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How worried should Americans be about public debt? My debate with Todd G. Buchholz on

Published by Anonymous (not verified) on Sat, 24/10/2020 - 5:25pm in


Debate, English

How worried should Americans (indeed the rest of the world too) be about public debt. In this running exchange Todd G. Buchholz, White House director of economic policy for President George H.W. Bush, financier and author, and Yanis Varoufakis, academic economist, parliamentarian and author, answer the question. Invited to do so by debate forum, Todd kicked off the debate with this piece (see also below) and Yanis responded thus (also copied below).
TODD G. BUCHHOLZ’s Opening Salvo 

I wish I could believe that the tooth fairy really flies from pillow to pillow, that Elvis still lives, and that government debt doesn’t matter. Some people manage to believe in all three, and I’m sure they sleep better at night. I’m also sure that whenever confronted with absurdities, they can concoct all sorts of theories that seem plausible after a few drinks or puffs of suspect vegetation.

But to the rest of us, the U.S. and many of its G7 cohort look not just ill but veering towards broke. To offset the COVID-induced Great Cessation, the Federal Reserve and Congress have pumped in staggering sums of stimulus, fearing that the economy would otherwise sink like a dense dumpling in a bucket of broth at a 1930s soup kitchen. The 2020 budget deficit will hit about 16 percent of GDP, and the ratio of debt to GDP is hurdling over the 100 percent mark, numbers not seen since Franklin Roosevelt was photographed with a cigarette holder jauntily protruding from his patrician lips.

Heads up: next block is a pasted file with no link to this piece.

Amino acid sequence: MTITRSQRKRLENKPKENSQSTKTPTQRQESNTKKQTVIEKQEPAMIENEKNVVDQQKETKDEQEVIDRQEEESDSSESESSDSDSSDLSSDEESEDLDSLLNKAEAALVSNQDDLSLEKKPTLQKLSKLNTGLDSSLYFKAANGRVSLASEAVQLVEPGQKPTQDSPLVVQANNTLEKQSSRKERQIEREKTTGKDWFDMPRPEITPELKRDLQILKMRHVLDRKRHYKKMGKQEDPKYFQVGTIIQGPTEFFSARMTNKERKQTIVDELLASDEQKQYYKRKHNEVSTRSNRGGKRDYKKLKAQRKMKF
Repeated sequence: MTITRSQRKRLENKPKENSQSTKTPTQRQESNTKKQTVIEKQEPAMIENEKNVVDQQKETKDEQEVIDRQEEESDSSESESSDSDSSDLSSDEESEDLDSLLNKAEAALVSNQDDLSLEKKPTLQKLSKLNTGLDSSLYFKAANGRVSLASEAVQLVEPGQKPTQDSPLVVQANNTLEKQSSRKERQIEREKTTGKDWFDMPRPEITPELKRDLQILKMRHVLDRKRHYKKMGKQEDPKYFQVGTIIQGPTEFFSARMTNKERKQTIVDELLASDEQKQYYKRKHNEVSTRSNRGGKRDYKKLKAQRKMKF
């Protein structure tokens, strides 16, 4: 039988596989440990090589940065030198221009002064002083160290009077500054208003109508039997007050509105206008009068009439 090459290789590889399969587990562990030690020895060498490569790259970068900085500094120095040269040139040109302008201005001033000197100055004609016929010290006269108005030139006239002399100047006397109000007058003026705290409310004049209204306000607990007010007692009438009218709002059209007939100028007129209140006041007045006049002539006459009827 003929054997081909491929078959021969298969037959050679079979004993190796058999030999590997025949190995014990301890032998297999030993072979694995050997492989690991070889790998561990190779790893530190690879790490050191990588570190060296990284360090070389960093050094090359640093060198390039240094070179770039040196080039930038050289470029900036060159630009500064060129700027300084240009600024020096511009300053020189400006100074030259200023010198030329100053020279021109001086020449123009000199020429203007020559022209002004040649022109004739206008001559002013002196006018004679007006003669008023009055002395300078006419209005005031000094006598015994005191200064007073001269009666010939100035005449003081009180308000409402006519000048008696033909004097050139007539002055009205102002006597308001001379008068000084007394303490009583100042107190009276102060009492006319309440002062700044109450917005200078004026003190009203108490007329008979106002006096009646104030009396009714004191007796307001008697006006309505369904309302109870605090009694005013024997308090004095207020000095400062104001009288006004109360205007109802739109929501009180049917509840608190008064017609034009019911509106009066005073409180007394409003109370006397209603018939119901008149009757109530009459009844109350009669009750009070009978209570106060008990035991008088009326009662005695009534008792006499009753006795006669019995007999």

Assuming we eventually defeat COVID and do not devolve into a dystopic Terminator scene, can we avoid the fiscal cliff? Some people think we should not care about such things and that governments can keep borrowing without limit, as long as the central bank prints money. Such debt apologists are not necessarily original thinkers. They have many forerunners, some of them buried in the rubble of ancient Greece, where 4th century BC municipalities defaulted on debts to the Temple of Delos.

Want a more recent example? Take a flight to broken Venezuela, where debt is twice the GDP level and inflation should be displayed using scientific notation. In the 1960s and 70s, UK officials listened to such advice and recklessly borrowed. The country suffered raging inflation and a sinking currency. It was called the “sick man of Europe” (a phrase first applied by Czar Nicholas I to the crumbling Ottomans). In 1976, in an extraordinary conversion, Labour Prime Minister James Callaghan begged the IMF for a bailout, performed a fiscal about-face and declared to debt apologists, “I tell you in all candour that that option no longer exists.”

The age-old refrain from debt apologists is, “we owe the money to ourselves.” Two replies come to mind. First, we don’t just owe money to ourselves. About one-third of U.S. debt is in the hands of foreigners, including a trillion dollars to the Chinese. Second, even if we look solely at debt held by Americans, we should ask, “Who is we?” The lenders who in good faith bought U.S. Treasuries are not the same individuals who would benefit from tearing up the bonds or stomping their value down to nothing through inflation. This is a fallacy of composition.

A debt is a claim on the future. If you think it is imaginary, ask Elvis to sing Jailhouse Rock when he stops by your place tonight.